In the figures illustrated below you can compare the phases of the SDLC with those detailed for RAD at the beginning of this section. Notice that the ultimate purpose of RAD is to shorten the SDLC and in this way respond more rapidly to dynamic information requirements of organizations. The SDLC takes a more methodical, systematic approach that ensures completeness and accuracy and has as its intention the creation of systems that are well integrated into standard business procedures and culture.
The RAD design workshop phase is a departure from the standard SDLC design phases, because RAD software tools are used to generate screens and to exhibit the overall flow of the running of the application. Thus, when users approve this design, they are signing off on a visual model representation, not just a conceptual design represented on paper, as is traditionally the case.
The implementation phase of RAD is in many ways less stressful than others, because the users have helped to design the business aspects of the system and are well aware of what changes will take place. There are few surprises, and the change is something that is welcomed. Often when using the SDLC, there is a lengthy time during development and design when analysts are separated from users. During this period, requirements can change and users can be caught off guard if the final product is different than anticipated over many months.
When to use RAD
As an analyst, you want to learn as many approaches and tools as possible to facilitate getting your work done in the most appropriate way. Certain applications and systems work will call forth certain methodologies. Consider using RAD when:
- 1. Your team includes programmers and analysts who are experienced with it; and
- 2. There are pressing business reasons for speeding up a portion of an application development; or
- 3. When you are working with a novel ecommerce application and your development team believes that the business can sufficiently benefit over their competitors from being an innovator if this application is among the first to appear on the Web; or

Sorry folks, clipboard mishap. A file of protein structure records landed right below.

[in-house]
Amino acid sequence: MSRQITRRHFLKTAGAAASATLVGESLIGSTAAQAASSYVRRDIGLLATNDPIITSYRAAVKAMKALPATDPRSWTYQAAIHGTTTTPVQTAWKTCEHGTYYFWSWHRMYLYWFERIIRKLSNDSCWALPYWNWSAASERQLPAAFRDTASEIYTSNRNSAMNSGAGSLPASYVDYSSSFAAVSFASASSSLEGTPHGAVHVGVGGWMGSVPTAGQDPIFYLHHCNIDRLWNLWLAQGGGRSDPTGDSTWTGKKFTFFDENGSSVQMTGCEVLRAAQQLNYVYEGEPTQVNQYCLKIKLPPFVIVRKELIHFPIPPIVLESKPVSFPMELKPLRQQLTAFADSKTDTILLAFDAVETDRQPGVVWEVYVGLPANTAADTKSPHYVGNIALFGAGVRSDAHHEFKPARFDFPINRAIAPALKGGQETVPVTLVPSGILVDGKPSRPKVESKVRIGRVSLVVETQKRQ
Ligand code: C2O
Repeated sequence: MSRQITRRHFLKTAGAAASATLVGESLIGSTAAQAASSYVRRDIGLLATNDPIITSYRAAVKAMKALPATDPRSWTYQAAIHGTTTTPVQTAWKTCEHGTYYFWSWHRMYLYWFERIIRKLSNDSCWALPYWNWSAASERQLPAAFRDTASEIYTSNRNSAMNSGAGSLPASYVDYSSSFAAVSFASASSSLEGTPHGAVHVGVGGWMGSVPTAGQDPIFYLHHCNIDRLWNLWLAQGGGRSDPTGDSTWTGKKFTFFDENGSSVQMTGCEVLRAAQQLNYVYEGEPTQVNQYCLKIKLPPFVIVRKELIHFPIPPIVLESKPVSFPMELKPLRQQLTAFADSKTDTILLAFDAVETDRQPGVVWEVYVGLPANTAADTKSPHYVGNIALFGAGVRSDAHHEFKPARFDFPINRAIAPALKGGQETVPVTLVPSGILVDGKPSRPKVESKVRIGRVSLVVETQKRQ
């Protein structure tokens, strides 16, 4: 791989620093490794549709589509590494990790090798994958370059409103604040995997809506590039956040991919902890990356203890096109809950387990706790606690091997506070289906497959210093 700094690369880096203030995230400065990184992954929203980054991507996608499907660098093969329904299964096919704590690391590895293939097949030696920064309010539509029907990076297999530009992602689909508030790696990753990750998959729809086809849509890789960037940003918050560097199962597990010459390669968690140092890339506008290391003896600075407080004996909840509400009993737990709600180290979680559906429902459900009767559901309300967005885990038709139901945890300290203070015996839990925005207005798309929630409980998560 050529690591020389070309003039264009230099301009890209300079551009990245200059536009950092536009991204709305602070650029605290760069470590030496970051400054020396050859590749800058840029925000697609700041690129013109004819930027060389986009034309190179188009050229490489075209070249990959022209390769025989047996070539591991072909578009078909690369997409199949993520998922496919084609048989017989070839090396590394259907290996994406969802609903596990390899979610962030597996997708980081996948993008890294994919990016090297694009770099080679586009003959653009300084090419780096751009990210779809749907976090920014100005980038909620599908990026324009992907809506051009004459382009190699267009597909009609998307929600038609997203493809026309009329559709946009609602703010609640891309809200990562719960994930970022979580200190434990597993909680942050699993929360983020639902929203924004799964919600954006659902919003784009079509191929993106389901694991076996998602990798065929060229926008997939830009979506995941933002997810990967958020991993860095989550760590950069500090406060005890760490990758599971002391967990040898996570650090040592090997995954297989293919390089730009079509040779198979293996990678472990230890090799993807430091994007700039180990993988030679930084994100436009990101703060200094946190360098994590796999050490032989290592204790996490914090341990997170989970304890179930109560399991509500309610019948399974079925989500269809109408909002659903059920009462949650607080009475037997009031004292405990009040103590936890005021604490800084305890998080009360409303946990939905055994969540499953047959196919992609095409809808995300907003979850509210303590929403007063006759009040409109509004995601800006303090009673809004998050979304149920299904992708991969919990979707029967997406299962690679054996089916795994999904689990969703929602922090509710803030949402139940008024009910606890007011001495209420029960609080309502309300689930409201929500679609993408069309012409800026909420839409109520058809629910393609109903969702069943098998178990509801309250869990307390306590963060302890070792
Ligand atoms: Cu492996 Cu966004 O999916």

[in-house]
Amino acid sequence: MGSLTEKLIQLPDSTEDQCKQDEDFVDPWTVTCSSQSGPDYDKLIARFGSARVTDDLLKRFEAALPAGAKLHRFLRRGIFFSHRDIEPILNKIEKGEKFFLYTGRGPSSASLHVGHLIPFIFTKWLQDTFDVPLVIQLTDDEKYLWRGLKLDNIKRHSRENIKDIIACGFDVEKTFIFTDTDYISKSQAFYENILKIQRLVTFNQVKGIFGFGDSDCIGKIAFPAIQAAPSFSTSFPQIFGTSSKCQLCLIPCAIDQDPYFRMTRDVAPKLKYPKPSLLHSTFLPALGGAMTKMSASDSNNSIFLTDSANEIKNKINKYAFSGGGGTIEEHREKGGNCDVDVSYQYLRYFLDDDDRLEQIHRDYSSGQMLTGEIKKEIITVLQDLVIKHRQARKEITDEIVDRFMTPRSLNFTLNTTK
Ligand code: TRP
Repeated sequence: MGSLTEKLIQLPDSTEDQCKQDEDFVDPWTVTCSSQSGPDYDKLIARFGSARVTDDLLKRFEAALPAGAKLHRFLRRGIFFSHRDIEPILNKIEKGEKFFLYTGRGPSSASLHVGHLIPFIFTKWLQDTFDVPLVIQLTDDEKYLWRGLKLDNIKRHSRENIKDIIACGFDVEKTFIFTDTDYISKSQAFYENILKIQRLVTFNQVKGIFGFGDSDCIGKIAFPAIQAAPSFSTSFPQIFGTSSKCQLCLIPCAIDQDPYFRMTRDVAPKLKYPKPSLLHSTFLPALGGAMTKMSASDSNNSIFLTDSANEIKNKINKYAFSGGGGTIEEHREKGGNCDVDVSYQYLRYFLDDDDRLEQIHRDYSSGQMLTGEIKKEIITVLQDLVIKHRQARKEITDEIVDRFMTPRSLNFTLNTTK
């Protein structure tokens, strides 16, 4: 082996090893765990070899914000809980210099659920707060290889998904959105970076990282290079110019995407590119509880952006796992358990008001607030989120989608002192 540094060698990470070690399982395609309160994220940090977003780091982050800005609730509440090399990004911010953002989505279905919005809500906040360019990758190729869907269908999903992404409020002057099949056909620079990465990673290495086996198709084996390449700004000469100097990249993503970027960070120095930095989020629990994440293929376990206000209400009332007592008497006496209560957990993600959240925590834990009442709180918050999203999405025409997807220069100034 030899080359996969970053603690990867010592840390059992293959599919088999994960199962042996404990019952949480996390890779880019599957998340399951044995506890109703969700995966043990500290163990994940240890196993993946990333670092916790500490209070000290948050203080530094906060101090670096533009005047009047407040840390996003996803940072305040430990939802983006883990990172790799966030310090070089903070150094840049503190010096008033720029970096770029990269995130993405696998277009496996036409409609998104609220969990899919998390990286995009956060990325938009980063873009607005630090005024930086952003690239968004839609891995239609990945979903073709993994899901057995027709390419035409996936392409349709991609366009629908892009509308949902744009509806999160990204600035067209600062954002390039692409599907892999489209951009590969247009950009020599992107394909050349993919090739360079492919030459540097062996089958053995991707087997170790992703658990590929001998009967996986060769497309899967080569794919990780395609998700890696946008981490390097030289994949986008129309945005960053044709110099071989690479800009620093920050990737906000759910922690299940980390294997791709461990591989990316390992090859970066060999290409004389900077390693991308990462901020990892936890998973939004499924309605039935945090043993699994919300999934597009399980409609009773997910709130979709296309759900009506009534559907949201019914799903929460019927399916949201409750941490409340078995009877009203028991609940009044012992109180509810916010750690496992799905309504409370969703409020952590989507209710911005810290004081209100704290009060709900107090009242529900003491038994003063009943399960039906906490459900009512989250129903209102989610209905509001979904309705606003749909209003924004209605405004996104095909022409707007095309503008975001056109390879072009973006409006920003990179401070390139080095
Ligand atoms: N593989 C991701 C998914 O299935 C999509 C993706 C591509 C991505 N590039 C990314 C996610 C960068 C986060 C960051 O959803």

- 4. When users are sophisticated and highly engaged with the organizational goals of the company.
Disadvantages of RAD
The difficulties with RAD, as with other types of prototyping, arise because systems analysts try to hurry the project too much. Suppose two carpenters are hired to build two storage sheds for two neighbors. The first carpenter follows the SDLC philosophy, whereas the second follows the RAD philosophy.
The first carpenter is systematic, inventorying every tool, lawn mower, and piece of patio furniture to determine the correct size for the shed, designing a blueprint of the shed, and writing specifications for every piece of lumber and hardware. The carpenter builds the shed with little waste and has precise documentation about how the shed was built if anyone wants to build another just like it, repair it, or paint it using the same color.
The second carpenter jumps right into the project by estimating the size of the shed, getting a truckload of lumber and hardware, building a frame and discussing it with the owner of the property as modifications are made when certain materials are not available, and making a trip to return the lumber not used. The shed gets built faster, but if a blueprint is not drawn, the documentation never exists.
- Prototyping: Kinds of Prototypes
- Developing a Prototype: Guidelines
- Users’ Role in Prototyping
- Rapid Application Development (RAD)
- Comparing RAD to the SDLC
- Agile Modeling : Values and Principles of Agile Modeling
- Activities, Resources, and Practices of Agile Modeling
- The Agile Development Process
- Lessons Learned from Agile Modeling
- Improving Efficiency in Knowledge Work: SDLC Vs Agile
- Risks Inherent in Organizational Innovation